King Abdullah dies at 90

1976 – First visit to the United States, he meets with President Gerald Ford.

October 1987 – Second visit to the United States, Crown Prince Abdullah meets with President George H.W. Bush.

September 1998 – Meets with President Bill Clinton in the United States.

February 2002 – Proposes a comprehensive peace plan to address the violence in Jerusalem and other Israeli-Palestinian areas. It is the first such plan introduced by an Arab nation since 1947. The initiative attempts to end the Arab–Israeli conflict, which means normalizing relations between the entire Arab region and Israel, in exchange for a complete withdrawal from the occupied territories (including East Jerusalem) and a “just settlement” of the Palestinian refugee crisis based on UN Resolution 194 (which calls for a diplomatic resolution to the conflict and resolves that any refugees “wishing to return to their homes and live at peace with their neighbors” should be able to do so or, if they otherwise wish, should be provided with compensation). The Arab Peace Initiative was re-endorsed at the Riyadh Summit in 2007.

April 25, 2002 – Meets with President George W. Bush at the president’s ranch in Crawford, Texas.

2005 – Meets with President George W. Bush at the president’s ranch in Crawford, Texas.

2008 – King Abdullah hosts President George W. Bush at the royal ranch in Jenadriyah

2009: President Barack Obama meets with King Abdullah

March 28, 2014: President Barack Obama meets with King Abdullah

Former US president George HW Bush has said he is “deeply saddened” to learn of the death of King Abdullah, who he describes as a “dear friend and partner”. “As President, I found His Majesty always to be a wise and reliable ally, helping out nations build on a strategic relationship and enduring friendship”.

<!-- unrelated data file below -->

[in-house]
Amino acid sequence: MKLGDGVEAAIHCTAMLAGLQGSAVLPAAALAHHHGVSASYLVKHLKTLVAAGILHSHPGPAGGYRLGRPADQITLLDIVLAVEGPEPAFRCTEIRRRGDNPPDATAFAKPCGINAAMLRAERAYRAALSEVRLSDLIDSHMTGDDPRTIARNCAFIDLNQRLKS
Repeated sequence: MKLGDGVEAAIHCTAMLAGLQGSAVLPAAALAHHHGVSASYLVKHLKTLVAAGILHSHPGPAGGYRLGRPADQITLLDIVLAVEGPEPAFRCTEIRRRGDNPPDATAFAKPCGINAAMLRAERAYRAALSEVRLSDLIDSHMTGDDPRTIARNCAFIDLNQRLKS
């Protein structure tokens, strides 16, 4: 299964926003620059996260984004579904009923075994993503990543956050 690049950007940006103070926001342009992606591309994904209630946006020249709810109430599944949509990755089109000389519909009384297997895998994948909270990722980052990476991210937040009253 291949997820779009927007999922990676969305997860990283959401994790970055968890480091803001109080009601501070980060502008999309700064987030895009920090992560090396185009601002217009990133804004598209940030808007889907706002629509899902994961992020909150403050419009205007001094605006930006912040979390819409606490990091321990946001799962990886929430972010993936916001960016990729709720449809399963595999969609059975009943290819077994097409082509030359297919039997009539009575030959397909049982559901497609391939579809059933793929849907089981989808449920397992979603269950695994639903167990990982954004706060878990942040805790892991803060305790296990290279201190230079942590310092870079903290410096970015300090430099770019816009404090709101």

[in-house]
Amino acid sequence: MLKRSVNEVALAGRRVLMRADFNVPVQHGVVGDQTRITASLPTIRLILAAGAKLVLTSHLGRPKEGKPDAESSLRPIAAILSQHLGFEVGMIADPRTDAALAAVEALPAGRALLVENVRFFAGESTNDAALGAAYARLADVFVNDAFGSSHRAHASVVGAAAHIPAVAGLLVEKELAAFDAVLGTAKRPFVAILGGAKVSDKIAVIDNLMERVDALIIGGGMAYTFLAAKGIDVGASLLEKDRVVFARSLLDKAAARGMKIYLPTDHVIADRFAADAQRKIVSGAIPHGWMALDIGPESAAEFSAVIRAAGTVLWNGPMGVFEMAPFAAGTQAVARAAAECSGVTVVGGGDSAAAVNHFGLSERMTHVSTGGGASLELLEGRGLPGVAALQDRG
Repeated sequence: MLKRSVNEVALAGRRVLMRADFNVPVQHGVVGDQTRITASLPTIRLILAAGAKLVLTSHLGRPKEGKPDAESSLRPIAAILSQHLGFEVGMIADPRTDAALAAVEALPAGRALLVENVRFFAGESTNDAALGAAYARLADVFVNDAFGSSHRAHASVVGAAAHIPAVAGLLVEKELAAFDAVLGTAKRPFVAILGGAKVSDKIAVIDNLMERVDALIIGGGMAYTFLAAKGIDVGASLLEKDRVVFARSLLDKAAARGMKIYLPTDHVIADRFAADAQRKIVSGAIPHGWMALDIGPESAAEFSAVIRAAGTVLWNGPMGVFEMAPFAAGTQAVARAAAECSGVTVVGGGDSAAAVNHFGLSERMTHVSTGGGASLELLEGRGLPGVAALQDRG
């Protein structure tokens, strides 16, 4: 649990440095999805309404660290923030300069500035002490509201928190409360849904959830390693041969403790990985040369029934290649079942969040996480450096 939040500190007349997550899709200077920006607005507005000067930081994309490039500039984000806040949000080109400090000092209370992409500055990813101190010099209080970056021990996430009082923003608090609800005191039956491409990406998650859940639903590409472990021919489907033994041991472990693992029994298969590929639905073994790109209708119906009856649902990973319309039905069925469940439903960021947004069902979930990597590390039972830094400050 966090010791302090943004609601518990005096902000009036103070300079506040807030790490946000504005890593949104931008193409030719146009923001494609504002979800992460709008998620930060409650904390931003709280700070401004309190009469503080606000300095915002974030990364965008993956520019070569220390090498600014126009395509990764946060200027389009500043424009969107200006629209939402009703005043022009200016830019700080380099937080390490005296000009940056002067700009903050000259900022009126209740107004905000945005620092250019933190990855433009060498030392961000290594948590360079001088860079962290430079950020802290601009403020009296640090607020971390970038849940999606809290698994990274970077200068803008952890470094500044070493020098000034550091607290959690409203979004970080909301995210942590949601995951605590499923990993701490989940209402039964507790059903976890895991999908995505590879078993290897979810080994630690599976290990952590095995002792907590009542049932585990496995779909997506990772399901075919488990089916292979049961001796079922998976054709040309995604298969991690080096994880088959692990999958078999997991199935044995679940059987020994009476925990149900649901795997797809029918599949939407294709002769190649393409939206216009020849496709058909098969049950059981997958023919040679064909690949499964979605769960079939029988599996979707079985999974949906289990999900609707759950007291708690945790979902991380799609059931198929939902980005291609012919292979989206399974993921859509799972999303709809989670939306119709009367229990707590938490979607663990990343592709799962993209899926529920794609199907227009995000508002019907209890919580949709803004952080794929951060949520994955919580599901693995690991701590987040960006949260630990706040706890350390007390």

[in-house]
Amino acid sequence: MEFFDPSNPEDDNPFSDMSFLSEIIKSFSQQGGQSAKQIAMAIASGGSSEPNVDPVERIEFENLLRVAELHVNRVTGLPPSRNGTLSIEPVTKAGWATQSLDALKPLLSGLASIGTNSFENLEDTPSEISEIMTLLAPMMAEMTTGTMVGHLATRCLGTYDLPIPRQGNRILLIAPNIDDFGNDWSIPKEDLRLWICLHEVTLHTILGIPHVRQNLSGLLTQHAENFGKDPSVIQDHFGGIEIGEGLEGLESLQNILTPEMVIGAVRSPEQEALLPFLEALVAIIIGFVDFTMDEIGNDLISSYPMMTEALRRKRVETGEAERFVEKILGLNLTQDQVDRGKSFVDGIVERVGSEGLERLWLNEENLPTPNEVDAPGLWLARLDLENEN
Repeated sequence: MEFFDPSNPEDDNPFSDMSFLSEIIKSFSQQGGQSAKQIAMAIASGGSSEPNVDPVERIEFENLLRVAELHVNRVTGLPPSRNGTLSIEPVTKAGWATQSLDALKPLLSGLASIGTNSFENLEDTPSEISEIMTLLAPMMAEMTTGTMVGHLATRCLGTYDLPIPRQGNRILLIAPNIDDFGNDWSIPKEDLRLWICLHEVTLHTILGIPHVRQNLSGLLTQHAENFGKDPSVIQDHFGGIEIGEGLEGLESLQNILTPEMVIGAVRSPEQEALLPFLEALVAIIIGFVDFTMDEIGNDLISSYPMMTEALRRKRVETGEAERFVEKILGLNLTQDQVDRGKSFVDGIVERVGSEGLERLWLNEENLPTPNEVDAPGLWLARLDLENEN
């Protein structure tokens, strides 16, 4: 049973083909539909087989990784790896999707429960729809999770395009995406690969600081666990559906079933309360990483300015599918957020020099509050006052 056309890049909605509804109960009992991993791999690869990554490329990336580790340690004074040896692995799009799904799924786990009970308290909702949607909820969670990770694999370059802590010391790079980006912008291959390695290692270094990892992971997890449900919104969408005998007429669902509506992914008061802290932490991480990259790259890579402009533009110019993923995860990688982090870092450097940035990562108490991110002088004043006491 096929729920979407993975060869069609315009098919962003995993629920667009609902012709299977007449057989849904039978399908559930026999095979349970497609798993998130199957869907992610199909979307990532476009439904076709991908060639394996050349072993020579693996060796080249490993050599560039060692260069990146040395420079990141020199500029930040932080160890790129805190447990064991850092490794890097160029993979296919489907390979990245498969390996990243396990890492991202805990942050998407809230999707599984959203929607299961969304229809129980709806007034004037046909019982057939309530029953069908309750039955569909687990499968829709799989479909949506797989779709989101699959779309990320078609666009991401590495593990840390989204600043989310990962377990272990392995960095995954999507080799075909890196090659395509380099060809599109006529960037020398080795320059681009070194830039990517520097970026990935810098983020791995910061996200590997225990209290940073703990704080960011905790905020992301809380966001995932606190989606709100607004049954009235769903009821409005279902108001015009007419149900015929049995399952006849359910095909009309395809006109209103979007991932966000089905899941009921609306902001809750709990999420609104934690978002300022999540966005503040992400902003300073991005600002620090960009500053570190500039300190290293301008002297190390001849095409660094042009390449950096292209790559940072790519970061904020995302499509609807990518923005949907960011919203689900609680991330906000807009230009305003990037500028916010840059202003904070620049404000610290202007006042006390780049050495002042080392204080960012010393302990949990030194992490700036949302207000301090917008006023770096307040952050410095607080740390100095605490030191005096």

Former President George W. Bush, called the king “an important and able ally and a force for modernization in his country.”

President Barack Obama said, “As a leader, he was always candid and had the courage of his convictions,” Obama said. “One of those convictions was his steadfast and passionate belief in the importance of the U.S.-Saudi relationship as a force for stability and security in the Middle East and beyond.”

Senate Foreign Relations Committee Chairman Bob Corker, R-Tenn., said, “King Abdullah was a strong ally of the United States and clear-eyed about many of the challenges the Saudi kingdom faces at home and abroad.”

The rise of the Islamic State of Iraq and the Levant (Isis) has been aided by the continuing failure of the US Government to investigate the role of Saudi Arabia in the 9/11 attacks and its support of jihadi movements such as al-Qaeda in the years since, says former Senator Bob Graham, the co-chairman of the official inquiry into 9/11.

Senator Graham, who chaired the Senate Intelligence Committee, said that successive administrations in Washington had turned a blind eye to Saudi support for Sunni extremists. He added: “I believe that the failure to shine a full light on Saudi actions and particularly its involvement in 9/11 has contributed to the Saudi ability to continue to engage in actions that are damaging to the US – and in particular their support for Isis.”

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